The Wild West was home to some pretty amazing women, and we thought we would introduce you to a few of them that are included in Western Legends.
Western Legends is a game that includes many characters who had a great impact on history. Some of these characters were more known than others, but all lived incredible lives.
First of all, meet Calamity Jane.
Martha Jane Canary was her real name but “Calamity Jane” is how we know her. She was an American frontierswoman and scout that travelled the land, fighting, exploring and hunting. A lot of Calamity’s time was spend out travelling and loved to spend her time outdoors.
It’s often claimed that she earned this nickname during one of many purported fights, and even today the notorious Calamity is still a subject of controversial stories about her life on the Western frontier.
Calamity was different, she was known for dressing in men’s clothing and defied all contemporary expectations of what women were at the time. She was a bold woman, with a bold imagination and often made up a lot of the tales she talks about in her ghost-written autobiography.
Did she obide by the law? Well, that’s not important. What is important is that she was a legendary woman with a legendary tale to tell.
Buffalo Bill, quoted in Montana newspaper: Only the old days could have produced her. She belongs to a time and a class that are fast disappearing … Calamity had nearly all the rough virtues of the old West as well as many of the vices . . . She was one of the frontier types and she has all the merits and most of their faults.
She is said to have been compassionate to others, especially to the sick and needy and this contrasted with her daredevil ways and helped to make her a noted frontier figure.
Mary Fields, also known as Stagecoach Mary, was the first African-American woman star route mail carrier in the United States.
She was not an employee of the United States Post Office’s; the Post Office Department did not hire or employ mail carriers for star routes but rather awarded star route contracts to persons who proposed the lowest qualified bids, and who in accordance with the Department’s application process posted bonds and sureties to substantiate their ability to finance the route.
Once a contract was obtained, the contractor could then drive the route themselves, sublet the route, or hire an experienced driver. Some individuals obtained multiple star route contracts and conducted the operations as a business.
Fields obtained the star route contract for the delivery of U.S. mail from Cascade, Montana to Saint Peter’s Mission in 1885. She drove the route with horse and wagon, not a stagecoach, for two four-year contracts: from 1885 to 1889 and from 1889 to 1893.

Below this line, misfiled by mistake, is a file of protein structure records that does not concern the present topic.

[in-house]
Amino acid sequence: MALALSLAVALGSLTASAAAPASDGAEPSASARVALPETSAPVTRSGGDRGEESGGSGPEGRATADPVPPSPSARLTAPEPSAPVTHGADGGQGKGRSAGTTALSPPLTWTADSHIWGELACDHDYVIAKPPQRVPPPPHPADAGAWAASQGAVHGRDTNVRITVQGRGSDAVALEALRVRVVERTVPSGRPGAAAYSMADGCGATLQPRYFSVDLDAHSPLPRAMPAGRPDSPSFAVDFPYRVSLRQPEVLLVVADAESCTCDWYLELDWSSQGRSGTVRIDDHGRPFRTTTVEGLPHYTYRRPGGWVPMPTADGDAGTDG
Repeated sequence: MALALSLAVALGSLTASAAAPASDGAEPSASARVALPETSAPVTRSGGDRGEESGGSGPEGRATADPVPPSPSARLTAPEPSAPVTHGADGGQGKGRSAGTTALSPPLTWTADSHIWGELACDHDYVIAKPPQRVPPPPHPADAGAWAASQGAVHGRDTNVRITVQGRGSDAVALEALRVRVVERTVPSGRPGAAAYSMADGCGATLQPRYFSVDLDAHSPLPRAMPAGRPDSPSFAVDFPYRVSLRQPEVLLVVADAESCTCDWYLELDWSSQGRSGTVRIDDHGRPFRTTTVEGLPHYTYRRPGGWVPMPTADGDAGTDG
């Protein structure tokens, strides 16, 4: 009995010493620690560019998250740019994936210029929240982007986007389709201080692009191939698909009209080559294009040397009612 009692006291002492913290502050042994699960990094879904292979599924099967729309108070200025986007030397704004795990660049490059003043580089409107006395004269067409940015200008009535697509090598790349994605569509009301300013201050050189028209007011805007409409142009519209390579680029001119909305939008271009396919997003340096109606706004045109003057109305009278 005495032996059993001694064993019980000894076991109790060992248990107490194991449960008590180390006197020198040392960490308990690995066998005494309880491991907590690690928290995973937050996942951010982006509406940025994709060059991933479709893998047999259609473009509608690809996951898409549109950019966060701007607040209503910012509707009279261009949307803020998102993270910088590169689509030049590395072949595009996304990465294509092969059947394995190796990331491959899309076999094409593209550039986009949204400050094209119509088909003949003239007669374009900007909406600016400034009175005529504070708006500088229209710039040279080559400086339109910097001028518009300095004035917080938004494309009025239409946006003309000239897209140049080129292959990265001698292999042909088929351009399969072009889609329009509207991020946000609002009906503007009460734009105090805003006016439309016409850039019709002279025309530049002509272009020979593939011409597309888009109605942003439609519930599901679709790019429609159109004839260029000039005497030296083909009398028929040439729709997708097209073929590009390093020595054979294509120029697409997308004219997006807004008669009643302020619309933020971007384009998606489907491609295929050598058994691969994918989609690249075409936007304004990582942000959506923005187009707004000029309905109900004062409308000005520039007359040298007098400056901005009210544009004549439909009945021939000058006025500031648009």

Once the tough, six-foot-tall Fields arrived, she discovered the mission in disrepair. She organized a team of men to make repairs and improvements. One worker resented a woman telling him what to do and backhanded her across the mouth. Just as he went for his gun, Fields shot a bullet at the man and scared him away from messing with her again. Despite her nearly 10 years of service, the altercation led to her being asked to leave the mission.
Fields proved a woman could do anything a man could do in the untamed territories beyond the Colorado Rockies. Among her many admirers were actor Gary Cooper, who knew her when he was a little boy during visits to Cascade from his family’s ranch in Helena. Another fan was cowboy artist Charles M. Russell, who included her in an 1897 pen-and-ink, A Quiet Day in Cascade, that shows a hog knocking down Fields and spilling her basket of eggs.
Fields was a proud, independent woman who never wanted to be an inconvenience to her friends and neighbors. When she became seriously ill in 1914, she snuck off to a tall, grassy area outside her home and lay down to die. Children playing in the area found her, and she was taken to the Columbus Hospital in Great Falls, where she died of liver failure shortly after, on December 5. The numerous townspeople she had befriended escorted her casket to the graveyard.
The famous Annie Oakley was was an American sharpshooter and exhibition shooter. Her “amazing talent” was discovered when she was 15 years old, when she won a shooting match against traveling-show marksman Frank E. Butler, who she eventually married.
The couple joined Buffalo Bill’s Wild West show a few years later. Oakley became a renowned international star, performing before royalty and heads of state.
Annie Oakley met leader Sitting Bull in 1884, and he was so impressed with her manner and abilities that he “adopted” her and bestowed upon her the additional name “Little Sure Shot.”
Oakley and Butler then joined Buffalo Bill’s Wild West Show in 1885. The couple toured with the show for more than a decade and a half, with Oakley receiving the spotlight and top billing while Butler worked as her manager, assisting Oakley with her stunning displays of marksmanship.
Audiences were wowed. She could shoot off the end of a cigarette held in her husband’s lips, hit the thin edge of a playing card from 30 paces and shoot distant targets while looking into a mirror. She would also shoot holes through cards thrown into the air before they landed, inspiring the practice of punching holes in a free event ticket being referred to as an “Annie Oakley.” Oakley even entertained such royals as Queen Victoria and Kaiser Wilhelm II—and shot a cigarette out of the kaiser’s mouth.
Oakley was a top earner for the Wild West Show and via her additional exhibition work, sharing money with her extended family and giving donations to charities for orphans. During World War I, Oakley volunteered to organize a regiment of female sharpshooters, but her petition was ignored, so, instead, she helped to raise money for the Red Cross with exhibition work at Army camps.
During her retirement, Oakley pursued such hobbies as hunting and fishing, and taught marksmanship to other women.